Um IXP (Internet Exchange Point) is an exchange point that allows the interconnection of autonomous networks as well as the exchange of data and content traffic between them
Starting with a simple conceptual representation of what internet access is for the user, let's assume 4 Internet Service Providers (ISPs) Motivel, Utinel and VTBaco and PAZ Fibra. These 4 providers sell internet access to their customers but they are also customers of other larger providers to whom they pay transit to have internet connectivity.
Considering international communications by optical fiber and ignoring the access network the time of "trip" of the packages (latency /delay) since the user for most of the content is on average 90ms in each direction for a total of 180ms. The latency is one of the factors of great impact in the perception of speed and quality of internet.
What if I want to talk to my neighbor?
But what happens if a Mocivel customer wants to communicate with customers Utinel or VTBaco ?? Or a PEACE Fiber movie?
It is clear from the drawing that without an alternative link between the different providers the traffic between clients that may even be neighbors will have to go around the world. And worst of all is in this case the latency times will be even worse than in the previous case with double the way to go. There will be unidirectional 180ms and bidirectional 360ms.
The solution may involve a direct link between providers who feel they need to switch traffic by peering or even connect with each other.
But what happens when more 2, 3 or more providers come into the market? The famous full mesh where each provider has to have a connection to each of the other providers and the total number of connections would be n (n-1) / 2 (n = number of providers).
Great confusion!! You can see the idea right now ???????
Come the IXP
That's how I think of a IXP. A "local internet". Returning to the definition at the beginning of the post:
An Internet Exchange Point (IXP) is an interchange point that allows the interconnection of autonomous networks as well as the exchange of data and content traffic between them.
The existence of an IXP in a particular country or region makes it possible for communication between networks (not just providers) to be made through very low local latency unique local calls. Local connections, in addition to being "faster", are also cheaper, thus reducing the operational costs of providers, companies and institutions that connect to IXPs.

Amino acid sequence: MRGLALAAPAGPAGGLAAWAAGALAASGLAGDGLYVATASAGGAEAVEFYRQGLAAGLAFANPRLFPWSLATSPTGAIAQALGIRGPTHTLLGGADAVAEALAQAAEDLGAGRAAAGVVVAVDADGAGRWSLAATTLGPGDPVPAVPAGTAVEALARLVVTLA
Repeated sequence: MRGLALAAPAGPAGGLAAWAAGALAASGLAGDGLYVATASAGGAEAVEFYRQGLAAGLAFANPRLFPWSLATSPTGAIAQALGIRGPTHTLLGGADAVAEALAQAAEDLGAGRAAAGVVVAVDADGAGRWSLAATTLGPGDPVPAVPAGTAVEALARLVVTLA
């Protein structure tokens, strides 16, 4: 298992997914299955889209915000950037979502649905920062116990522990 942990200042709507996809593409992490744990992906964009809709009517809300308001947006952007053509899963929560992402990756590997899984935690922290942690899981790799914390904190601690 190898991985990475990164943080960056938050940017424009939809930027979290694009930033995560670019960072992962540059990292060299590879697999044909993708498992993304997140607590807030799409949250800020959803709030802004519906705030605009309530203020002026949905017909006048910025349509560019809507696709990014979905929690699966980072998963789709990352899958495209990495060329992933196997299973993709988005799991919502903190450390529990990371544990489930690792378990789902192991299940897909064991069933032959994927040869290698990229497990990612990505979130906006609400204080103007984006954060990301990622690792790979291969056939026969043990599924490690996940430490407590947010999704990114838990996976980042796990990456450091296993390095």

But Facebook and Youtube are not in Angola!
In fact, the major service providers and Datacenters with content are not in Angola. The websites created by curious they are not in Angola. Most of the websites of Angolan companies are not in Angola. Maybe even some websites of Angolan public companies and institutions are not in Angola.
So why call Angolan providers if 99% of my traffic is international?
Well, in this case we bring the internet to Angola. IXP managers partner with companies that have the information we're looking for and these bring servers here to deliver the content locally. Google (= Youtube), Facebook (= Instagram), Whatsapp, Netflix, Akamai,CloudFlare, Amazon (the latest 3 are CDN's) are examples of companies that would benefit us greatly if they had content here in Angola.
With this content hosted in Angola the exchange of messages, images, videos, voice calls would be a flash.
All very beautiful but do we have any IXP in Angola? And if there is, is it worth to be connected to one of them? Yes and Yes. Actually, 2 x Yes and Yes.
O ANG-IXP, managed by members of AAPSI (Angolan Association of Internet Service Providers), benefited from a restructuring recent and has it connected 16 members. In 2009 / 2010 the agreement with Google allowed the installation in Angola of servers Google Global Cache (GGC) allowing local access to various google services, Youtube included.
O Angonix started its operation in 16 / March / 2015, it has 11 members and various partnerships with content providers and CDNs. Although there are no exact details of what these partners are, the Angonix presented in the forum traffic statistics of 3.1 Gbps monthly average and 4.4 Gbps of peak making it in 3 the largest IXP of Africa (considering the peak) behind NIXP (Nigeria) and NAP of Africa (South Africa). Interesting is that if we consider the average traffic Angonix is in fact in 2 place behind the NAP of Africa.
And the future? Will 2 IXPs continue to exist? Do you really need to have Luanda 2 IXP? I will not answer these questions.
Article originally written by Mário Pinho and can be found on your blog: mariopinho.com , republished here with the authorization of the author.